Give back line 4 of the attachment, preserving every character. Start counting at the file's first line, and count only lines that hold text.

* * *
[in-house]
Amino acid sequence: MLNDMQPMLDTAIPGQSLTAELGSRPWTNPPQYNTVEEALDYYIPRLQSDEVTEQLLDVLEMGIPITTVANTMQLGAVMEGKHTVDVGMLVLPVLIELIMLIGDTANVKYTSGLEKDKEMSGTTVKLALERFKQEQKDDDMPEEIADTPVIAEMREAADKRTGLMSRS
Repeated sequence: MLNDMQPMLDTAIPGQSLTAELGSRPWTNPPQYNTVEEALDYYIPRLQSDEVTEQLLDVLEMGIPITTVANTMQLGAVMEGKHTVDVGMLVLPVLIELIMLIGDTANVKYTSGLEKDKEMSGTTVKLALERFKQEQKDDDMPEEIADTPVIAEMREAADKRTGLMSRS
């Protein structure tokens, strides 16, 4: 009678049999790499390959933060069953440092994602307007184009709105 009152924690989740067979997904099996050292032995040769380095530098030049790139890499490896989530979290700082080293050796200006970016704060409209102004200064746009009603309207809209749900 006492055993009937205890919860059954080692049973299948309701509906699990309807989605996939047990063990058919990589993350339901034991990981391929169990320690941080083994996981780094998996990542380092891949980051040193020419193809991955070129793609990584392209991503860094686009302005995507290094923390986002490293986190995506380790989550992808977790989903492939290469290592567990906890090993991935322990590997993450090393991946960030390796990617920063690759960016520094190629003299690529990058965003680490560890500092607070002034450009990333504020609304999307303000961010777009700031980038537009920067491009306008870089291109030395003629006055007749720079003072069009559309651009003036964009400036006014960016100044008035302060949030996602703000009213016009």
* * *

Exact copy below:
């Protein structure tokens, strides 16, 4: 009678049999790499390959933060069953440092994602307007184009709105 009152924690989740067979997904099996050292032995040769380095530098030049790139890499490896989530979290700082080293050796200006970016704060409209102004200064746009009603309207809209749900 006492055993009937205890919860059954080692049973299948309701509906699990309807989605996939047990063990058919990589993350339901034991990981391929169990320690941080083994996981780094998996990542380092891949980051040193020419193809991955070129793609990584392209991503860094686009302005995507290094923390986002490293986190995506380790989550992808977790989903492939290469290592567990906890090993991935322990590997993450090393991946960030390796990617920063690759960016520094190629003299690529990058965003680490560890500092607070002034450009990333504020609304999307303000961010777009700031980038537009920067491009306008870089291109030395003629006055007749720079003072069009559309651009003036964009400036006014960016100044008035302060949030996602703000009213016009």